- September 15th, 2016:

Given [1..n], create an infinite list of lists [[1.. n], [n+1 ... n+n], [n+n+1 ... 3n], ...]

counting :: [Integer] -> [[Integer]] - joomy @cattheory

counting = (map . (+) . fromIntegral . length) >>= iterate - September 30th, 2016: The reverse of August's one-liner:

f :: (Maybe a, b) -> Maybe (a,b)

define f. Snaps for elegance.

## Saturday, October 22, 2016

### September 2016 1HaskellADay 1Liners Problems and Solutions

## Sunday, October 2, 2016

### September 2016 1HaskellADay problems and solutions

- September 29th, 2016: Today's #haskell exercise looks at ways to get transactions from Merkle tree that DON'T involve a full-tree scan every time (given you do not know the transaction-hash, and you wish to search by user/address) #blockchain. Today's #Haskell solution transforms a Merkle tree of #bitcoin transactions into a MultiMap!
- September 28th, 2016: TOO MANY SINGLE-LEAF NODES! Today's #haskell problem improves the insert algorithm to minimize single-leaf nodes.

- September 27th, 2016: Today's #haskell exercise we discover a path through a Merkle tree to a hashed leaf node (a #blockchain transaction). For the #haskell solution we find #bitcoin transactions in a Merkle tree by hash
- September 26th, 2016: For today's #haskell problem we compare two Merkle Trees, one set the same, another set slightly different. And I hope this #haskell solution doesn't get carried away into Ackermann-territory! Merkle Tree node-difference.

- September 23rd, 2016: Today's #haskell exercise distills #bitcoin transactions, then represents them as relations. Today's #haskell solution views #bitcoin trades as graphs

- September 22nd, 2016: WHOA! WHOA! WHOA! Let's scale back the problem statement a bit, shall we? for today's #haskell exercise. Got the transactions and the addresses from the latestBlock on the #blockchain in #haskell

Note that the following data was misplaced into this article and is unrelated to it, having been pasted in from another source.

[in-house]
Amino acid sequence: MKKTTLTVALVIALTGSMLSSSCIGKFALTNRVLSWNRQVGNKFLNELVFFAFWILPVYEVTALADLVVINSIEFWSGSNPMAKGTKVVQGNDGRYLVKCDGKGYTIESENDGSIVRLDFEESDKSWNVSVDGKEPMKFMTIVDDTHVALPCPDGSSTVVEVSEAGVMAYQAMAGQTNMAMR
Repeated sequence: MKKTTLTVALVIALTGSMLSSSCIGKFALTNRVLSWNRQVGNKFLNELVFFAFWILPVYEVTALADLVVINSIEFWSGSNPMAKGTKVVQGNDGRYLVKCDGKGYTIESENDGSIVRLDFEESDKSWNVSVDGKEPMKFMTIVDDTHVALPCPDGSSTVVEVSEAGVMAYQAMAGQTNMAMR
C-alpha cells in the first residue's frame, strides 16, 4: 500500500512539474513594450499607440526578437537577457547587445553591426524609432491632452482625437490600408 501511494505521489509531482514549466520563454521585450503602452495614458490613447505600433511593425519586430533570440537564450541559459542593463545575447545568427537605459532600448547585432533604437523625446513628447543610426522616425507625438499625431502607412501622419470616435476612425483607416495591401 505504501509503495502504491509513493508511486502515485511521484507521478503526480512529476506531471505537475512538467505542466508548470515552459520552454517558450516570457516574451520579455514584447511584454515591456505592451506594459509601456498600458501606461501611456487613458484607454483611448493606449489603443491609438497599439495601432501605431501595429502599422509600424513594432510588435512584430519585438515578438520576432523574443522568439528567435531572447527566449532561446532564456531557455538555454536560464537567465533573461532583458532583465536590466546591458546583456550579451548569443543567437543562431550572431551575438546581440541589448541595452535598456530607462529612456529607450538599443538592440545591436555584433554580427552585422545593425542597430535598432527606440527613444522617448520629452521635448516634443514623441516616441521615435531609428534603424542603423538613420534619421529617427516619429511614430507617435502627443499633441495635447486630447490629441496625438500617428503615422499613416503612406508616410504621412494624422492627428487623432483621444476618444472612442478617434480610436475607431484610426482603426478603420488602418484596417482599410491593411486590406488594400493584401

- September 19th, 2016: Today's #haskell problem we create our own Merkle tree from (faux) #bitcoin transactions and then visualize it! The #haskell solution uses real #bitcoin transactions to populate then visualize a Merkle Tree as a graph structure
- September 16th, 2016: Today's #haskell problem is sort of Sudoku with a BINOCULAR-twist! and what other unique 9-letter words do you know? This solution used generate-then-inline, totally avoiding testing with guards. Much faster AND correct!
- September 15th, 2016: Today's #haskell problem is neither soduko nor magic squares. And our solution was a generate-then-test with guards, can you do better?
- September 14th, 2016: For today's #haskell problem we study 'domino theory' ... eheh.
We took the brute-force approach to solve today's #haskell problem. Do you have a better approach?
- September 12th, 2016: Today's #haskell problem is a logic puzzle of infinities and infinitesimals … Not really, but it has a ring to it!
- September 9th, 2016: For today's #haskell problem with go on a little cryptoarithmetic-romp. And I got to use the word 'romp' in a tweet. A little bit of monadic combine; a little bit of
`sortBy (compare `on` snd)`

and we have our AFTER(SHOCK)ING #haskell solution - September 8th, 2016: Today's #haskell exercise asks you to create a (balanced) Merkle tree from block summaries from the #blockchain. We insert some blocks from the #blockchain to create a (balanced) Merkle tree for today's #haskell solution
- September 6th, 2016: For today's #haskell exercise we read in an entire block (with its transactions) of the #blockchain. You want all the transactions of a blockof the #blockchain? Today's #haskell solution gives them to you
- September 5th, 2016: For today's #haskell problem we begin to deconstruct blocks of the #blockchain by parsing block transactions. FromJSON instance definitions in #haskell allow us to parse transactions of blocks in the #blockchain
- September 2nd, 2016: Today's #haskell problem we look at reading in just one block of the #blockchain. Today's #haskell solution fetches the latest block from the #blockchain thanks to https://blockchain.info
- September 1st, 2016: Today's #haskell exercise gives us a rudimentarily-constructed Merkle Tree. Today's #haskell solution we create leaves and branches of Merkle trees (and a very simple tree sample) #bitcoin

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